Medigap – Fact & Fiction
Nearly one in five Medicare beneficiaries rely on Medicare Supplemental insurance policies (Medigap) to fill in the gaps of some of their Medicare coverage. As noted by the Kaiser Family Foundation, “Medigap policies help shield beneficiaries from sudden, relatively high out-of-pocket costs due to an unpredictable medical event, and also allow beneficiaries to more accurately budget their health care expenses, which is important to a population living on a fixed income” (Kaiser Family Foundation, “Medigap Reform: Setting the Context” Sept. 2011; http://www.kff.org/medicare/8235.cfm).
Unfortunately, among the proposals raised to achieve savings for Medicare as part of ongoing debt and deficit reduction talks, some policy-makers have suggested changing the way Medigap policies are structured. Under the assumption that charging beneficiaries more upfront will deter them from using unnecessary medical care, these proposals seek to increase Medigap deductibles and other cost-sharing. Such proposals are found in the Simpson-Bowles Debt Reduction Commission proposal, the President’s Plan for Economic Growth and Deficit Reduction, and have been echoed in the media. (See, e.g., a recent Washington Post editorial “Mind the Medigap” October 1, 2011.)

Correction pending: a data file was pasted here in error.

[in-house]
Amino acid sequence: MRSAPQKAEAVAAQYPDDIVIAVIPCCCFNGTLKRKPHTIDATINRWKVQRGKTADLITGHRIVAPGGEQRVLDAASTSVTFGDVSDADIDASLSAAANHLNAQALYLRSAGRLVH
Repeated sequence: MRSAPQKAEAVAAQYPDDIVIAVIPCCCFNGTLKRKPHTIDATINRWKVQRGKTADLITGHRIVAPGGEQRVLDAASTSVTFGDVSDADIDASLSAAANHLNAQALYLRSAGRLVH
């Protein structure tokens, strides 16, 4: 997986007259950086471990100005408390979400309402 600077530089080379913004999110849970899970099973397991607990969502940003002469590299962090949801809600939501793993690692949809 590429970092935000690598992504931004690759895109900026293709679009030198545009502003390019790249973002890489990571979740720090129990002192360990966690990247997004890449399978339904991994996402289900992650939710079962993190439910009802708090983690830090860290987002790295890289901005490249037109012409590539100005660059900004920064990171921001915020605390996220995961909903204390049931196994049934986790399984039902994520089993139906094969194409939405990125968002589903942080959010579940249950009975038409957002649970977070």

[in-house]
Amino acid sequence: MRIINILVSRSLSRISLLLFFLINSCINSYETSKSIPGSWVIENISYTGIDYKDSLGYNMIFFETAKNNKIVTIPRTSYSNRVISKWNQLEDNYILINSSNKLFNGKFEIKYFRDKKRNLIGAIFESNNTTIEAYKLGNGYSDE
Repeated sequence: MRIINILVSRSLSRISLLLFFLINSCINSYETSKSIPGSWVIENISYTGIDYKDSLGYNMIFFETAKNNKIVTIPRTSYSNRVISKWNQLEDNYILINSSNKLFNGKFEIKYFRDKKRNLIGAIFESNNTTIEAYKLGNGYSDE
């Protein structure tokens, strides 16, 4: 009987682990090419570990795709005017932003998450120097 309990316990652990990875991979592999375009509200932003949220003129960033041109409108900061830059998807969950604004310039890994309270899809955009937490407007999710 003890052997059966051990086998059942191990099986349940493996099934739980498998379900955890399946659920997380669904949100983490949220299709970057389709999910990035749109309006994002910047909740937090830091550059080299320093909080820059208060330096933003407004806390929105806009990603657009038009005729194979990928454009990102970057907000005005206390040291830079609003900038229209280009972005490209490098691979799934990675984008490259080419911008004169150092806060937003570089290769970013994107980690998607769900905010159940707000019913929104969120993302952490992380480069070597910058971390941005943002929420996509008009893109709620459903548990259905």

MYTH: Eliminating First-Dollar Medigap Coverage Will Lead To Beneficiaries Choosing Only Necessary, “Higher Value” Health Care Services
Many of the proposals to reform Medigap coverage aim to achieve Medicare savings by creating “financial incentives for newly eligible beneficiaries to seek high-value health care services.” (See, for example, the President’s Plan for Economic Growth.) However, as discussed in our recent CMA Alert, many so-called cost-saving measures are based on the misguided assumption that greater out-of-pocket expenses will lead to more reasonable decisions about obtaining various types of unnecessary or “low-value” medical care. (See CMA Alert at: http://www.medicareadvocacy.org/2011/09/the-presidents-plan-for-economic-growth-and-deficit-reduction-a-first-look-at-the-impact-on-medicare/.)
On the contrary, these proposals would at best fail to steer people toward high-value services and, at worst, would charge people more for obtaining needed health care, or deter them from seeking care altogether.
FACT: As Cost-Sharing Goes Up, Utilization of Services – Both Necessary and Unnecessary – Goes Down.
Raising cost-sharing for beneficiaries will discourage utilization of health care, including necessary services. The National Association of Insurance Commissioners (NAIC), the organization of state insurance regulators who oversee Medigap plans, recently warned of just such dire consequences:
It is important to note that the proposed changes will impact cost-sharing coverage for “medically necessary” services. By contract, Medigap policies only pay cost-sharing for items and services that Medicare itself has already determined to be medically necessary. The NAIC is concerned that the effects of this proposal will result in many seniors foregoing needed medical care because they cannot afford the care resulting in more costs to the Medicare program later on. Additionally, the proposal will simply shift more costs onto seniors (who by and large are not wealthy) and not address the underlying cause of increased medical costs. (Emphasis added.)
National Association of Insurance Commissioners, Letter to the Joint Committee on Deficit Reduction (September 21, 2011), http://www.naic.org/documents/committees_ex_grlc_